Homemade ice cream

Great dairy and parve alternatives to the store-bought favorite summer dessert.

Ice cream (photo credit: Courtesy)
Ice cream
(photo credit: Courtesy)
For many of us, ice cream is the favorite summer dessert. The premium brands, however, can be pricey. Homemade ice cream needs only a few ingredients and can be even more delicious.
Classic European ice creams, such as Italian gelato and French glace, are made from the same basic mixture – a cooked sweet custard of milk, cream, or a mixture of both, thickened with egg yolks. Making the custard requires a little practice, but once you learn how to do it, it’s quite easy and does not take long to prepare.
For the best vanilla ice cream, infuse vanilla beans in hot milk and use the milk to make the custard (see recipe). You can use the infusing technique with other flavorings too, including cinnamon sticks, coffee beans, tea or mint leaves, or strips of lemon or orange zest. Once the ice cream mixture has been partially frozen in an ice cream machine, you can add texture and vary the flavor by stirring in chocolate chips, toasted nuts, candied ginger, crumbled cookies or caramel.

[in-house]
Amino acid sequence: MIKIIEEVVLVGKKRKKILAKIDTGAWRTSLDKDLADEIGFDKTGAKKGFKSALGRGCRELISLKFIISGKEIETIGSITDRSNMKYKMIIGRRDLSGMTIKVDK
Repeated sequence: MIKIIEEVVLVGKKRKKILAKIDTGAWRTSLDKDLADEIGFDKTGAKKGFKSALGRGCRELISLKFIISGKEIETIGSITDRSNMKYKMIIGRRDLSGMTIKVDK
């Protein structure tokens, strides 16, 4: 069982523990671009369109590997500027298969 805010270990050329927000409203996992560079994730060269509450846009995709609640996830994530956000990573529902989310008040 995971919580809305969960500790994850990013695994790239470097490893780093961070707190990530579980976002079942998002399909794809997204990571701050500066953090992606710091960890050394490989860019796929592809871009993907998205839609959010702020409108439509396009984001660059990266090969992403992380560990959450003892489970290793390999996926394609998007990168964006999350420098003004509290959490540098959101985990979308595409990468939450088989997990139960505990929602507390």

For those who want delicious parve ice cream, there is good news. Today, with several alternatives to dairy milk available, parve ice cream can be wonderful.
At the latest Natural Products Expo West in Anaheim, California, we enjoyed all sorts of tasty non-dairy ice creams. San Francisco ice cream company Double Rainbow presented several soy ice creams, including caramel-swirled cinnamon and mint chocolate chip. Some of these frozen desserts, such as So Delicious’s chocolate and butter pecan ice creams, were made with almond milk. Coconut milk ice cream was a favorite of ours, whether plain or flavored with almonds and flaked chocolate. DF Mavens served dairy-free ice creams with gourmet flavorings; their products include Madagascar vanilla bean ice cream made from coconut milk, Alphonso mango coconut milk ice cream and Sicilian hazelnut truffle ice cream made with soy milk.